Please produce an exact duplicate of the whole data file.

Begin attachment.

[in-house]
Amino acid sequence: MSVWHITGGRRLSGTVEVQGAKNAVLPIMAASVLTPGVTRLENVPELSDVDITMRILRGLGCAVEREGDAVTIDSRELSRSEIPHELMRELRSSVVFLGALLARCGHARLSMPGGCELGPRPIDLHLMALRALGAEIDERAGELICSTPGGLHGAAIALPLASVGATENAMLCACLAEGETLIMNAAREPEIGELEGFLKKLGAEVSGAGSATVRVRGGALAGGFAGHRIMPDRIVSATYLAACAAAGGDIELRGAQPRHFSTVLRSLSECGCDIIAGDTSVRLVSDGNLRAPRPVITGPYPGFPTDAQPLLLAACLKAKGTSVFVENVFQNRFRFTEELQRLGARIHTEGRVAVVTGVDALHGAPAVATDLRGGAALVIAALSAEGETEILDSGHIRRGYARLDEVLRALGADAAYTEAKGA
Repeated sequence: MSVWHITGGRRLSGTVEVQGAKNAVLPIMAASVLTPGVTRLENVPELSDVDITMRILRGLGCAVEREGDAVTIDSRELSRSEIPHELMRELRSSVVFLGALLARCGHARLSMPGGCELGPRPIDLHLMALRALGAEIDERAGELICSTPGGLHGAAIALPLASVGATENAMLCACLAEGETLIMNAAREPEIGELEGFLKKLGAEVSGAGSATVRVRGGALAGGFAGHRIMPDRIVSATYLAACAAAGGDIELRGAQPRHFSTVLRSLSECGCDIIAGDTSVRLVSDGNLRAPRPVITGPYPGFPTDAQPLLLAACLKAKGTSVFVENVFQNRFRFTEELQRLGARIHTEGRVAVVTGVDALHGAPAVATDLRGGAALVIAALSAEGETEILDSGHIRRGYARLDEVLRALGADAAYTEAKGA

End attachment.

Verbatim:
[in-house]
Amino acid sequence: MSVWHITGGRRLSGTVEVQGAKNAVLPIMAASVLTPGVTRLENVPELSDVDITMRILRGLGCAVEREGDAVTIDSRELSRSEIPHELMRELRSSVVFLGALLARCGHARLSMPGGCELGPRPIDLHLMALRALGAEIDERAGELICSTPGGLHGAAIALPLASVGATENAMLCACLAEGETLIMNAAREPEIGELEGFLKKLGAEVSGAGSATVRVRGGALAGGFAGHRIMPDRIVSATYLAACAAAGGDIELRGAQPRHFSTVLRSLSECGCDIIAGDTSVRLVSDGNLRAPRPVITGPYPGFPTDAQPLLLAACLKAKGTSVFVENVFQNRFRFTEELQRLGARIHTEGRVAVVTGVDALHGAPAVATDLRGGAALVIAALSAEGETEILDSGHIRRGYARLDEVLRALGADAAYTEAKGA
Repeated sequence: MSVWHITGGRRLSGTVEVQGAKNAVLPIMAASVLTPGVTRLENVPELSDVDITMRILRGLGCAVEREGDAVTIDSRELSRSEIPHELMRELRSSVVFLGALLARCGHARLSMPGGCELGPRPIDLHLMALRALGAEIDERAGELICSTPGGLHGAAIALPLASVGATENAMLCACLAEGETLIMNAAREPEIGELEGFLKKLGAEVSGAGSATVRVRGGALAGGFAGHRIMPDRIVSATYLAACAAAGGDIELRGAQPRHFSTVLRSLSECGCDIIAGDTSVRLVSDGNLRAPRPVITGPYPGFPTDAQPLLLAACLKAKGTSVFVENVFQNRFRFTEELQRLGARIHTEGRVAVVTGVDALHGAPAVATDLRGGAALVIAALSAEGETEILDSGHIRRGYARLDEVLRALGADAAYTEAKGA